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IMF says Trump's proposed fiscal policy "counterproductive"

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The International Monetary Fund (IMF) said on Thursday that the Trump administration's proposed expansionary fiscal policy would be "counterproductive" at this stage of the economic cycle, reported Xinhua News Agency (China).

"With the economy so close to full employment any fiscal impulse at this juncture is unadvisable and will almost certainly lead to a steepening of an already-unsustainable federal debt-GDP path," the IMF staff said in its annual report of Article IV consultations with U.S. authorities on the U.S. economy.

They also warned that an expansionary fiscal policy in the United States would lead to "an even more overvalued U.S. dollar, a more accelerated path of monetary policy normalization, and growing global current account imbalances."

The Trump administration has proposed large tax cuts and infrastructure spending to provide short-term stimulus to the economy, but many policy details are undecided.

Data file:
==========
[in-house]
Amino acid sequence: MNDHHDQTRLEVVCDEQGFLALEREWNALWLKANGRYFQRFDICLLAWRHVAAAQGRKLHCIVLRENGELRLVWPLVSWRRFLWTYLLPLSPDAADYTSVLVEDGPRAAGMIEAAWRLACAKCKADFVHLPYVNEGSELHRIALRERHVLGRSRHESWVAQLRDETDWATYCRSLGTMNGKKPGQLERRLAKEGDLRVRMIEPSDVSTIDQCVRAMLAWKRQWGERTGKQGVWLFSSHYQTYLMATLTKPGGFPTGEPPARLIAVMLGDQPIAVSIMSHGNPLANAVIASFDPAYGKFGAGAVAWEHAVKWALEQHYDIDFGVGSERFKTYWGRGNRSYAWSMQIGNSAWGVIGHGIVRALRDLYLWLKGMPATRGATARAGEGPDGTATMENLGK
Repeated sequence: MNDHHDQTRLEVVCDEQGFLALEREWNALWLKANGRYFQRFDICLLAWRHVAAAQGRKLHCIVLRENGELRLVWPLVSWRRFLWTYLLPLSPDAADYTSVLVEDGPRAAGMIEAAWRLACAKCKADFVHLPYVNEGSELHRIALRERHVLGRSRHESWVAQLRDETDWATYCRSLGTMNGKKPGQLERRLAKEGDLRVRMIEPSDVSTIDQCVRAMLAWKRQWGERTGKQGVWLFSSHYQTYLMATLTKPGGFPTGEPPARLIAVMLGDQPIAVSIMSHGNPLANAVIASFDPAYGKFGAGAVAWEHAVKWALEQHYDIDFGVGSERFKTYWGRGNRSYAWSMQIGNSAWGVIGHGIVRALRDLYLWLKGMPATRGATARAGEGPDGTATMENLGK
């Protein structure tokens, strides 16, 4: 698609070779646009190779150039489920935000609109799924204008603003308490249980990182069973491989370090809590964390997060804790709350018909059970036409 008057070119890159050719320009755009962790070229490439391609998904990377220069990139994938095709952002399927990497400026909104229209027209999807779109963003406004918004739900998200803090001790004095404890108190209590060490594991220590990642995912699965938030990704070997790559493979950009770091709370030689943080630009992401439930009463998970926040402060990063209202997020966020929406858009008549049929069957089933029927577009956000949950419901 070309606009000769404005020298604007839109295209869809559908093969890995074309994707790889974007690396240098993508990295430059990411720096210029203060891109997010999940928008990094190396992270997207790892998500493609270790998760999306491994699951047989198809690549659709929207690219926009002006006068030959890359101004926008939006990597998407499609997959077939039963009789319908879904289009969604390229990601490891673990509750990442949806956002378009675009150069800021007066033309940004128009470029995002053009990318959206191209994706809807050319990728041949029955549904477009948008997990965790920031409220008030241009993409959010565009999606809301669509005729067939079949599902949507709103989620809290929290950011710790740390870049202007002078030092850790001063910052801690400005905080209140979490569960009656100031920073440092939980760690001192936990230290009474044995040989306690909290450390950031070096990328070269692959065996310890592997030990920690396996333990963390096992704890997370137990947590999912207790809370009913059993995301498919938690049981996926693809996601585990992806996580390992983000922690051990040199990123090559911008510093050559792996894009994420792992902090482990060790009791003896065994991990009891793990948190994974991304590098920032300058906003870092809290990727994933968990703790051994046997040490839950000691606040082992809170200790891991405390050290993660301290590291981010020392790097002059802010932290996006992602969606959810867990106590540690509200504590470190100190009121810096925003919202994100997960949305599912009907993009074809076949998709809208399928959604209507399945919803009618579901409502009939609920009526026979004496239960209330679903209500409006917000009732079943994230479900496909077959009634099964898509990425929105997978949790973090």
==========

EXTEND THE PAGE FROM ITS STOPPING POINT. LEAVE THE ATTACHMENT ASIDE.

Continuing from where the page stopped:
The IMF suggested the Trump administration should "put in place a plan for fiscal consolidation" that raises the federal primary surplus by 2.5 percent of GDP over the next several years.
"This adjustment can be phased in gradually but ought to begin in 2018 to ensure that the federal debt-GDP ratio falls over the medium term," the report said.

Based on the assumption of unchanged policies, the IMF expected the U.S. economy to grow at 2.1 percent this year and next, supported by solid consumption growth and a rebound in investment.
The IMF believed the Trump administration is unlikely to accelerate annual U.S. economic growth to sustained 3 percent from 1.6 percent last year, "even with an ideal constellation of pro-growth policies."

"The international experience and U.S. history would suggest that a sustained acceleration in annual growth of more than 1 percentage point is unlikely," the report said.
The U.S. economy grew at an annual rate of 1.4 percent in the first quarter of this year. The U.S. Commerce Department is expected to release its first estimate of the second-quarter GDP on Friday.

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